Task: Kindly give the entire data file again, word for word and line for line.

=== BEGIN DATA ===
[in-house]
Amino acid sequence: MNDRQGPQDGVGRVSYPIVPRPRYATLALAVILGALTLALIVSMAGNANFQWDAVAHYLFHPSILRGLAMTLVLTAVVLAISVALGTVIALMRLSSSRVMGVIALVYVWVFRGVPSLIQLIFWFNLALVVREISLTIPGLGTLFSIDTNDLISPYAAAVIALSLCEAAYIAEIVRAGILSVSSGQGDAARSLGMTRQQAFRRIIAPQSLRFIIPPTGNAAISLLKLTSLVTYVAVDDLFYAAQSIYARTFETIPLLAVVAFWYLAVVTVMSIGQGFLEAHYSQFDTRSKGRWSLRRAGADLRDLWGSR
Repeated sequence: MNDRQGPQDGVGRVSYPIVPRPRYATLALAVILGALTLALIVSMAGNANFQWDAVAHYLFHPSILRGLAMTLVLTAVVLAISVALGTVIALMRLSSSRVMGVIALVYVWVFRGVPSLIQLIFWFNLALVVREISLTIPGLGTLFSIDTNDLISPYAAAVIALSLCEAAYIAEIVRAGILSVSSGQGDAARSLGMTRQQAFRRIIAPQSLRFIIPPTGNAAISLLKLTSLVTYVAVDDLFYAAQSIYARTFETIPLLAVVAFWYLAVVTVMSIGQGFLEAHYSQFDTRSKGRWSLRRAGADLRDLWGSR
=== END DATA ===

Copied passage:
[in-house]
Amino acid sequence: MNDRQGPQDGVGRVSYPIVPRPRYATLALAVILGALTLALIVSMAGNANFQWDAVAHYLFHPSILRGLAMTLVLTAVVLAISVALGTVIALMRLSSSRVMGVIALVYVWVFRGVPSLIQLIFWFNLALVVREISLTIPGLGTLFSIDTNDLISPYAAAVIALSLCEAAYIAEIVRAGILSVSSGQGDAARSLGMTRQQAFRRIIAPQSLRFIIPPTGNAAISLLKLTSLVTYVAVDDLFYAAQSIYARTFETIPLLAVVAFWYLAVVTVMSIGQGFLEAHYSQFDTRSKGRWSLRRAGADLRDLWGSR
Repeated sequence: MNDRQGPQDGVGRVSYPIVPRPRYATLALAVILGALTLALIVSMAGNANFQWDAVAHYLFHPSILRGLAMTLVLTAVVLAISVALGTVIALMRLSSSRVMGVIALVYVWVFRGVPSLIQLIFWFNLALVVREISLTIPGLGTLFSIDTNDLISPYAAAVIALSLCEAAYIAEIVRAGILSVSSGQGDAARSLGMTRQQAFRRIIAPQSLRFIIPPTGNAAISLLKLTSLVTYVAVDDLFYAAQSIYARTFETIPLLAVVAFWYLAVVTVMSIGQGFLEAHYSQFDTRSKGRWSLRRAGADLRDLWGSR